Getting Caught Up With 1MTD/MYN Tasks

Jan 5, 2013

If you’ve gotten behind in your 1MTD or MYN system it’s not hard to dig out and start using the systems again—you can usually do that in minutes. Here are some simple steps to take. The first steps work for both systems, and the last one is focused on MYN.

Make sure you know the definitions of each urgency zone:

  • Critical Now section (high priority) is for items that absolutely must be done today. Move all other items out of there.
  • Opportunity Now section (medium or normal priority) is for items you might do today if you had the opportunity, but they are not due today. Some are not due for up to 10 days.
  • Over-the-Horizon section is for items that can wait longer than 10 days; some much longer, perhaps months.

Adhere to Size Limits of Each Section

The main reason people give up on any task system is the list gets too big. So right now reduce your lists to below the system limits. That means:

  • Reduce the Critical Now list down to 5 items or fewer (zero is okay).
  • Reduce your Opportunity Now list down to 20 items or fewer.

How? First, delete old dead items. Next, move all excess tasks to the Over-the-Horizon section, which has no limit in these systems. Be aggressive in doing this. Face it, if an item has been sitting incomplete in the top or middle part of your list for 3 weeks or more without causing harm, you can safely move it to the Over-the-Horizon section—so just move it, now!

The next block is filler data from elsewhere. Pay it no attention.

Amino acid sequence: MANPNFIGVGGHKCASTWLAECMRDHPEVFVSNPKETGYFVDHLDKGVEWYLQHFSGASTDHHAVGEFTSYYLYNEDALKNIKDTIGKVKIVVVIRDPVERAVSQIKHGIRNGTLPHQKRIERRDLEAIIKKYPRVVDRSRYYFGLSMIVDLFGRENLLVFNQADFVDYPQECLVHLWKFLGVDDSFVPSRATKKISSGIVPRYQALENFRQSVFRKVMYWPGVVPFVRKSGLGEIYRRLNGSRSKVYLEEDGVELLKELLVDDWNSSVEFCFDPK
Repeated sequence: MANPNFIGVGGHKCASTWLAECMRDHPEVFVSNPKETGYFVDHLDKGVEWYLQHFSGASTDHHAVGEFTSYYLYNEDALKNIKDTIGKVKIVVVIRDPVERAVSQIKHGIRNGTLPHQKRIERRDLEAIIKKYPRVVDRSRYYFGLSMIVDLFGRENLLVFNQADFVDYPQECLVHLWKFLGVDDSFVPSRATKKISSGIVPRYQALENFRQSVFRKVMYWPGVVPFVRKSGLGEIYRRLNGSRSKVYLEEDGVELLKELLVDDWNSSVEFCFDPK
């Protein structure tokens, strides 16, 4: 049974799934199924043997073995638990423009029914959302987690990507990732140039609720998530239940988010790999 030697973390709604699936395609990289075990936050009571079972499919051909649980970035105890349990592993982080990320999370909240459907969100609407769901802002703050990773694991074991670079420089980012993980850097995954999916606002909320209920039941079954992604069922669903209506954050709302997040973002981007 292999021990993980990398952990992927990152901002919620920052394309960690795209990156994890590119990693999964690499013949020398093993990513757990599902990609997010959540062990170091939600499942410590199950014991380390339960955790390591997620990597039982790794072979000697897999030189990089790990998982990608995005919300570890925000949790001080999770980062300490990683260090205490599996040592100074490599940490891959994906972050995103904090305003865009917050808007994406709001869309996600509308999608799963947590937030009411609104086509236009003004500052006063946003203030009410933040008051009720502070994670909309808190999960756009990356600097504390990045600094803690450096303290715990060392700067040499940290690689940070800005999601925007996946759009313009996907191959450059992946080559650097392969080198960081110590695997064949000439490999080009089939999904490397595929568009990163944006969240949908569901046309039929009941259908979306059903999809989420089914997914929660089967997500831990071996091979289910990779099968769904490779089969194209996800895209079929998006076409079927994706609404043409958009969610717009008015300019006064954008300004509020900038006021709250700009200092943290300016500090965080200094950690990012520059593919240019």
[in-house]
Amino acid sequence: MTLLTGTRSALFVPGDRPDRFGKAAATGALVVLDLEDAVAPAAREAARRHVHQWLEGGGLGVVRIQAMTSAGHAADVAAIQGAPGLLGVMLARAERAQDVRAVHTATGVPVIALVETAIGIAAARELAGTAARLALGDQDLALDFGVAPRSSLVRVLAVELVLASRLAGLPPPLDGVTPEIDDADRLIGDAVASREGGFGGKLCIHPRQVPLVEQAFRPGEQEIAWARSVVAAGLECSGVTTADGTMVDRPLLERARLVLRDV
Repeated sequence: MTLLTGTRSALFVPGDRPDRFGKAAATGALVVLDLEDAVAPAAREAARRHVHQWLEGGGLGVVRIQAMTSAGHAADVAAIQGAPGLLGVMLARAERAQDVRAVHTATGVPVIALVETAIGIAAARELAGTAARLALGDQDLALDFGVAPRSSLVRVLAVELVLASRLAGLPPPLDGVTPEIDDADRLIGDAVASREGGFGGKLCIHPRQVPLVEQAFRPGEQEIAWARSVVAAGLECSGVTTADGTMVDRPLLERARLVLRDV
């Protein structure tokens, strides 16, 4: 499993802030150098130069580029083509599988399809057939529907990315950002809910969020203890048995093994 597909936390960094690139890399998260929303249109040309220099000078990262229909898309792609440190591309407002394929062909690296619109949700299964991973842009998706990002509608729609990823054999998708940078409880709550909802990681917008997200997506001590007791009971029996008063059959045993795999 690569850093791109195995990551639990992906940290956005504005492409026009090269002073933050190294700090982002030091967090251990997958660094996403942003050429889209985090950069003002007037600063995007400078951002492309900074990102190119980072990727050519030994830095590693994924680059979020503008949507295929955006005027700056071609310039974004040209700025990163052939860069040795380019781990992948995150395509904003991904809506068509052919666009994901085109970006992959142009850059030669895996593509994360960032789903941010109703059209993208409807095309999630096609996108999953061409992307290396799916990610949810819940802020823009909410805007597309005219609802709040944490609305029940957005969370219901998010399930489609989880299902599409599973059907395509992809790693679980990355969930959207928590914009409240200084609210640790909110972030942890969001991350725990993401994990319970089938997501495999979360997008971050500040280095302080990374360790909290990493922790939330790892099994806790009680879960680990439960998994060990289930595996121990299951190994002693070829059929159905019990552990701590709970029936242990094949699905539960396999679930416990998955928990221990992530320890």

Now you have a reasonably sized list in the Critical Now and Opportunity Now zones, so start working items there. Set a few hours aside each day to actually do your tasks.

Use the Proper Review Cycles

Tasks get out of control if you don’t keep up with them. Priorities shift often, and deadlines sneak up on you. Here is a reminder of how often you should review each section to keep ahead of them:

  • Review your Critical Now section many times per day, perhaps even once an hour.
  • Review the Opportunity Now section at least once a day.
  • Review the Over-the-Horizon section once a week.

As you do theses reviews, act on tasks if you can and adjust priorities of those you can’t as their importance changes.

MYN Strategies To Clean Up Your List: Use the Start Date

The above tips work with both 1MTD and MYN. The MYN system gains additional power by using the start date field, so MYN users, don’t forget to use start dates as you clean up your list. In the Critical Now and Opportunity Now sections you can occasionally just set the start date to the future, and that will hide items and reduce your list. But do that sparingly—only for items with specific future action dates; otherwise those sections will just overload again in the days ahead.

Better is to use the Defer-to-Review process—it’s a fantastic way for MYN users to clean up your entire list and not lose track of your long list of to-dos. You do that by using future start date assignments in the Over-the-Horizon section. Study that more here.

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If after trying these techniques you find you still tend to lose control, write a comment here saying why; maybe we can find a solution for you.